Using Python

This book uses Python as its implementation language. Python supports functional, imperative, and object-oriented programming. Plus, it is cross-platform, beginner-friendly, and has many libraries you could use in projects that build on this book. One downside is that Python is quite slow, and for this reason every real web browser is written in C++. For teaching, that isn’t a problem.

This section will feature a quick discussion of installing Python and point to some Python resources for students who aren’t familiar with the language.

Python comes in two major versions: Python 2 and Python 3. All of the examples in this book use Python 3, and if you try to follow along in Python 2 you will get pretty confused. In a few places, I show Python command lines, and when I do I call the Python binary python3. Your system might be different (but probably won’t be).

Debugging Tips

As you’re following along with the text, or implementing exercises, you’ll frequently want to test or debug your web browser. Here are a few tips on doing that.

Testing against browsers: Except where explicitly noted, the web browser developed in this book is intended to match the behavior of real web browsers. That means you can always see the correct behavior by firing up your favorite web browser on the same pages that you’re testing your web browser on. Use this any time you’re unsure what the correct behavior in some situation is. Often there’s no rhyme or reason to what browsers do in some edge case. Looking at the real thing is the best way to find out.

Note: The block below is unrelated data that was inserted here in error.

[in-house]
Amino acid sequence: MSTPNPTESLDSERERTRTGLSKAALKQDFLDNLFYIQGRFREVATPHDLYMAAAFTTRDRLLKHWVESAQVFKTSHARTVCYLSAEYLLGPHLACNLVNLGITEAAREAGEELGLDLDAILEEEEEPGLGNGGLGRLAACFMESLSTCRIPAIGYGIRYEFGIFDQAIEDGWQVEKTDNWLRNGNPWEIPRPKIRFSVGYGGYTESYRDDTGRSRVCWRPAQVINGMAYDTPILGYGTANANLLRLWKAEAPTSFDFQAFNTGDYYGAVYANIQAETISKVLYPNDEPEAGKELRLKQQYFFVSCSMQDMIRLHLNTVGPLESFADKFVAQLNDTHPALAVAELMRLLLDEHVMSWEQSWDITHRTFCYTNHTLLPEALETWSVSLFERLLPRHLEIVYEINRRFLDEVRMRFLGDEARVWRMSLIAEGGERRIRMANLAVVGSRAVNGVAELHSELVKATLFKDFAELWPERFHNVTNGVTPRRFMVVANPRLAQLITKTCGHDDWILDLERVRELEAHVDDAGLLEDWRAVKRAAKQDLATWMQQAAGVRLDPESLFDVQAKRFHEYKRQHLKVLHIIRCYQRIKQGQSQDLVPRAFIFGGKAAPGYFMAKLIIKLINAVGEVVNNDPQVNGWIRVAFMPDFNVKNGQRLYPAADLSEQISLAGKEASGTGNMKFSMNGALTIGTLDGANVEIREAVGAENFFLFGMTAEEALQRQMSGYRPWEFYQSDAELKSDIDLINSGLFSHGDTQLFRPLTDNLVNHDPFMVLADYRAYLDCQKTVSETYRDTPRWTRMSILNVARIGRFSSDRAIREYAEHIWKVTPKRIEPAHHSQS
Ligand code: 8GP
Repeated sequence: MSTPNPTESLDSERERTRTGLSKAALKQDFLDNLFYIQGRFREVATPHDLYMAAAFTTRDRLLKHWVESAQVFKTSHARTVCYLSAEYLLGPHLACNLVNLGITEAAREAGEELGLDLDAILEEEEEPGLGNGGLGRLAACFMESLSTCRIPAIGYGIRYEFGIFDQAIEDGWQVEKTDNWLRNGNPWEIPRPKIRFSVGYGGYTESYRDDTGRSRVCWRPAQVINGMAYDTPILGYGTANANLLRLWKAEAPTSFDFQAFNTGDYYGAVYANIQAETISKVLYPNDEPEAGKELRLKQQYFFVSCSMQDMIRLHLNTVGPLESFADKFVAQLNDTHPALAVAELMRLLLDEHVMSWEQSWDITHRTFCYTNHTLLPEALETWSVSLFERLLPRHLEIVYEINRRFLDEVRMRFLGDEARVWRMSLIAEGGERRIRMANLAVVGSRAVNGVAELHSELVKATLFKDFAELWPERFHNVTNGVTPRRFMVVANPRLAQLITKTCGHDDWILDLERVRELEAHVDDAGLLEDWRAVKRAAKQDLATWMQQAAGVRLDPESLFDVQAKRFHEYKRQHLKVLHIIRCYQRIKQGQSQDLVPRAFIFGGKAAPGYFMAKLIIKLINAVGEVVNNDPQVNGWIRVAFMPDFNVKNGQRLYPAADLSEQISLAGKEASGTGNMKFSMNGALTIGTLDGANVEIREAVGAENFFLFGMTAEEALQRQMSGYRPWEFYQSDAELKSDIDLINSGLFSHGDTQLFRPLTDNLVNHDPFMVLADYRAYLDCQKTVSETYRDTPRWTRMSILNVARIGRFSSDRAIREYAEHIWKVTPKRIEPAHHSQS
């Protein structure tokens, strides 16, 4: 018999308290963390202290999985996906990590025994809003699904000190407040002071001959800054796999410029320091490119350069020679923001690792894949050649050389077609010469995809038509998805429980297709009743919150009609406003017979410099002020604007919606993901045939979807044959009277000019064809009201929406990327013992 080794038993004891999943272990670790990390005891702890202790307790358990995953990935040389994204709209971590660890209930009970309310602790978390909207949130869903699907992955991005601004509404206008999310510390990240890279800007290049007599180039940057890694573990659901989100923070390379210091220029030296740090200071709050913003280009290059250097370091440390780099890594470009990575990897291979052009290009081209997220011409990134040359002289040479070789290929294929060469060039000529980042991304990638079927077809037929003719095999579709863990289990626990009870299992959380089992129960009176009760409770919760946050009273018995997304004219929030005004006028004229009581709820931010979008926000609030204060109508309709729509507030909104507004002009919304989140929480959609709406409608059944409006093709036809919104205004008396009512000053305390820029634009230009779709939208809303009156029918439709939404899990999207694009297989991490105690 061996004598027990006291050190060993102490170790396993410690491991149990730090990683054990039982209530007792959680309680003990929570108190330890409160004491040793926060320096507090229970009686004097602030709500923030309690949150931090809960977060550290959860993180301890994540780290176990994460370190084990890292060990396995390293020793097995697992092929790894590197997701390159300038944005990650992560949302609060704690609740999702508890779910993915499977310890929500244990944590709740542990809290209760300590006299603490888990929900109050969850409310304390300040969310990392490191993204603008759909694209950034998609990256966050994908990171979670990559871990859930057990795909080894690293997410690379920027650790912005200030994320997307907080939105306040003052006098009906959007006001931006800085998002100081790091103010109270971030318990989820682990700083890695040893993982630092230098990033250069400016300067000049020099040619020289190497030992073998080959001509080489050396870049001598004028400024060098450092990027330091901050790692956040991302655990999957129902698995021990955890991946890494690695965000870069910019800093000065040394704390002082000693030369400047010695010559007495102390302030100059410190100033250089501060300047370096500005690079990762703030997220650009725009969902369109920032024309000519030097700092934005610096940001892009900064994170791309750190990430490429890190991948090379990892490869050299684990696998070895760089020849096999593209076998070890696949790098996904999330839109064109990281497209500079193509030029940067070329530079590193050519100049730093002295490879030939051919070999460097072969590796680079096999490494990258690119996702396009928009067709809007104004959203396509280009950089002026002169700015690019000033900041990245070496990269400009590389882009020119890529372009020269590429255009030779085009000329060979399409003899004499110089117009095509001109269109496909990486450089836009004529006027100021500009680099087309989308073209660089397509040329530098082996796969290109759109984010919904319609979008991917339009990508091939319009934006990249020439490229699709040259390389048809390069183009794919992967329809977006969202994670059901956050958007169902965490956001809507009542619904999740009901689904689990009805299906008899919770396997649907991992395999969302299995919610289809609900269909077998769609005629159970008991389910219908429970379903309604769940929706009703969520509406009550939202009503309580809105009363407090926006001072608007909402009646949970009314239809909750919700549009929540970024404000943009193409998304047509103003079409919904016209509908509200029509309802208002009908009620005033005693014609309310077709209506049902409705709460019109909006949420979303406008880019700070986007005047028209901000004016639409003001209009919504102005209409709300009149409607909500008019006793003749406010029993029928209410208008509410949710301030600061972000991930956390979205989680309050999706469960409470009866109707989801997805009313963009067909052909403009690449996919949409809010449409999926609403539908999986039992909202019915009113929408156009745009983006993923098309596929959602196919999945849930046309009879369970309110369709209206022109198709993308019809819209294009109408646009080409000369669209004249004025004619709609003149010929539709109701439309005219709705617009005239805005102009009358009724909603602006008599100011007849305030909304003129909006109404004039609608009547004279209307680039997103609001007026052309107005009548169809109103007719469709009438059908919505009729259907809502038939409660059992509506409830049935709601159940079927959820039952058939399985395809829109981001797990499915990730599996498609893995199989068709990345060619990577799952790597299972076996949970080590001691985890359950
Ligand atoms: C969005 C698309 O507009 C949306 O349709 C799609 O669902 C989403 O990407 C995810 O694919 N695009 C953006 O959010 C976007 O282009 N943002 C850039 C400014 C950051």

Simple HTTP Server: You’ll frequently want to test your web browser by running it on custom web pages. To do so, you’ll need to start a web server that your browser could connect to. Luckily, Python ships with one. Go to a directory an run:

python3 -m http.server

This will start a web server at the address http://localhost:8000/ serving the contents of index.html in the current directory. You can view other files in the directory as well.

Printable Forms: The Python print function is the most flexible method of debugging, but it relies on things having a printable form. For a custom object, that doesn’t come for free. In Python, you can define the printable form of an object by defining its __repr__ method, like this:

class Tag:
    def __repr__(self):
        return "Tag(" + self.tag + ")"

The book doesn’t show code for these methods, but for your own sanity you should probably implement them for each custom object you define.

Handling Crashes: Crashes in the HTML and CSS parser can be frustrating to debug. Luckily, we don’t end up making many modifications to either component once it’s written. Still, if you find an error in either component, the best way to proceed is to print the state of the parser (the current element and current token for the HTML parser, and the current parsing function and current input position for the CSS parser) at every parsing step, and then walking through the output by hand until you see the mistake. This is a slow but a sure process.

Crashes in the JavaScript component, on the other hand, are fairly frustrating because backtraces that involve both JavaScript and Python frames aren’t supported by DukPy. I recommend wrapping Python registered functions like so to print any backtraces they produce:

    # ...
    import traceback

For JavaScript functions called by Python, you can do the same like this:

try {
    # ...
} catch(e) {

Most other crashes or errors are best fixed starting from the backtrace.